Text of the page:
I was praying recently about a man who has shown himself to be
untrustworthy and whose efforts to control the world around him have
caused a lot of harm to a lot of people. It could have been any of a
number of folks, I suppose.
“Father, stop him!” I prayed, and as soon as I said it, I knew I’d missed his heart.
Two things came quickly into my mind:
• The principle I’ve held for a few years that it’s easier to pray for the storm to change its path than to stop it altogether,
• The image of a man on his way to Damascus to persecute Christians getting knocked off his ass and turned from a persecutor into a preacher. “I didn’t stop him,” Father whispered.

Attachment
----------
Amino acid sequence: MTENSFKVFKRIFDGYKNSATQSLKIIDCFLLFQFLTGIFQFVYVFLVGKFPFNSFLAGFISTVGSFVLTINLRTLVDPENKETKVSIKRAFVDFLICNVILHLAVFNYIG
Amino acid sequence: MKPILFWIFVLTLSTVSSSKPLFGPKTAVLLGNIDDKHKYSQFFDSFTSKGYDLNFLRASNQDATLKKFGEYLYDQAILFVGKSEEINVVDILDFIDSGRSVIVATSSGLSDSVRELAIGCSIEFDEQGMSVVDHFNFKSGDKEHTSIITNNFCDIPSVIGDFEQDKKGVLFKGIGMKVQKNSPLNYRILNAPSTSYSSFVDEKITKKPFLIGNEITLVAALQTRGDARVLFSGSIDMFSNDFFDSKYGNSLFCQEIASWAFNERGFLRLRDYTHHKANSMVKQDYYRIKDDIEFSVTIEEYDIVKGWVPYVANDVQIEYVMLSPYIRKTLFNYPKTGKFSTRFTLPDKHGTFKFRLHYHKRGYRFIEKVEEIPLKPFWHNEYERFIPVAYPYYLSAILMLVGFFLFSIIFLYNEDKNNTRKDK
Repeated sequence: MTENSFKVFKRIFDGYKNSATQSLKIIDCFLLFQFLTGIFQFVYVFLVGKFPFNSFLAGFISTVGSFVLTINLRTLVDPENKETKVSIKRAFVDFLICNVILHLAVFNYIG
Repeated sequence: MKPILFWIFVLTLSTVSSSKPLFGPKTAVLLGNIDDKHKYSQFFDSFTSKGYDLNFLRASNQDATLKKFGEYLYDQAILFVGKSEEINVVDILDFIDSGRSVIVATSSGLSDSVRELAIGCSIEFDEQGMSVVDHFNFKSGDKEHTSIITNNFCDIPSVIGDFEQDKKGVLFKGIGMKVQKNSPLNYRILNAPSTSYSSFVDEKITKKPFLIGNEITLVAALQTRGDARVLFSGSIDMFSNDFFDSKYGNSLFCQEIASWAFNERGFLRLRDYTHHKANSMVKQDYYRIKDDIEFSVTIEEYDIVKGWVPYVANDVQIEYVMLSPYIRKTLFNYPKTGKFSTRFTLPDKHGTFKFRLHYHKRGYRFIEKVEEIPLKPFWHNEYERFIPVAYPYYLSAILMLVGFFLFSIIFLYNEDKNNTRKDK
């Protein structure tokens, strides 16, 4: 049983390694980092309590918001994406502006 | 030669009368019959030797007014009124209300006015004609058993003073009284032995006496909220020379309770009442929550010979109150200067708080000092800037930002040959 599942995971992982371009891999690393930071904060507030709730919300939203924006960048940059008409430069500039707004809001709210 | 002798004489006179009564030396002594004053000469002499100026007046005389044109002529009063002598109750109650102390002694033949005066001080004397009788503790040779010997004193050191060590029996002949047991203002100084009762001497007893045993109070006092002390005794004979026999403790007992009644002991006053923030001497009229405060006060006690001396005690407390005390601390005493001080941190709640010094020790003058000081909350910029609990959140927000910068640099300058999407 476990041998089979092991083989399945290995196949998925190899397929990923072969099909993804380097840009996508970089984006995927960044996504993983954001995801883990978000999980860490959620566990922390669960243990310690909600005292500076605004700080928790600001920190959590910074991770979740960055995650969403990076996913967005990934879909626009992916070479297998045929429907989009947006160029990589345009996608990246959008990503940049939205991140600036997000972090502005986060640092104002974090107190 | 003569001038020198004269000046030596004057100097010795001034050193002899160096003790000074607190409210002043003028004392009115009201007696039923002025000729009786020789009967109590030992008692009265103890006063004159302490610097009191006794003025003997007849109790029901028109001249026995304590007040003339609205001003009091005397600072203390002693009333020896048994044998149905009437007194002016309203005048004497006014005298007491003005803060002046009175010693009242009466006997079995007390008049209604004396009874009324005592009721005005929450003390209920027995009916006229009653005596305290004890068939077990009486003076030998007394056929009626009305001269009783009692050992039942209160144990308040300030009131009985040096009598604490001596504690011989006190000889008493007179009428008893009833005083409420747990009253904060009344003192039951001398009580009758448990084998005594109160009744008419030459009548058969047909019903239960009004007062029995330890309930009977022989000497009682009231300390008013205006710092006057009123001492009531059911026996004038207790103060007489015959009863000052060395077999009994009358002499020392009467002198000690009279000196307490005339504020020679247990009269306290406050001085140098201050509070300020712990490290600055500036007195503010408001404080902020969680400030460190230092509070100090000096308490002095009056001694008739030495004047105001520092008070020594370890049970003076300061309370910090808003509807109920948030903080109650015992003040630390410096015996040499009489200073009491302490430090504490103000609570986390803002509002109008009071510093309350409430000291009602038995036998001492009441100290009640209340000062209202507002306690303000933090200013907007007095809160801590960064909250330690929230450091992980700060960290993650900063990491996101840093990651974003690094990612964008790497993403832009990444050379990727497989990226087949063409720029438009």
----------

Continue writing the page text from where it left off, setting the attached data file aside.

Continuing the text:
And I realized that I need to change my prayer from “Stop him!” to “Change his path,” and even “Redeem him.”
As I considered this some more, it occurred to me that my Father is awfully good at redeeming irredeemable people, and bringing good through them who formerly brought evil.
I realized, not for the first time, that when I pray against people that Jesus died for, I’m doing it alone, not with my Father; that a much wiser path is to pray for the people and for their redemption.
I have permission to pray against their work if it’s hurting folks, but I have his presence and even his partnership as I pray for their redemption.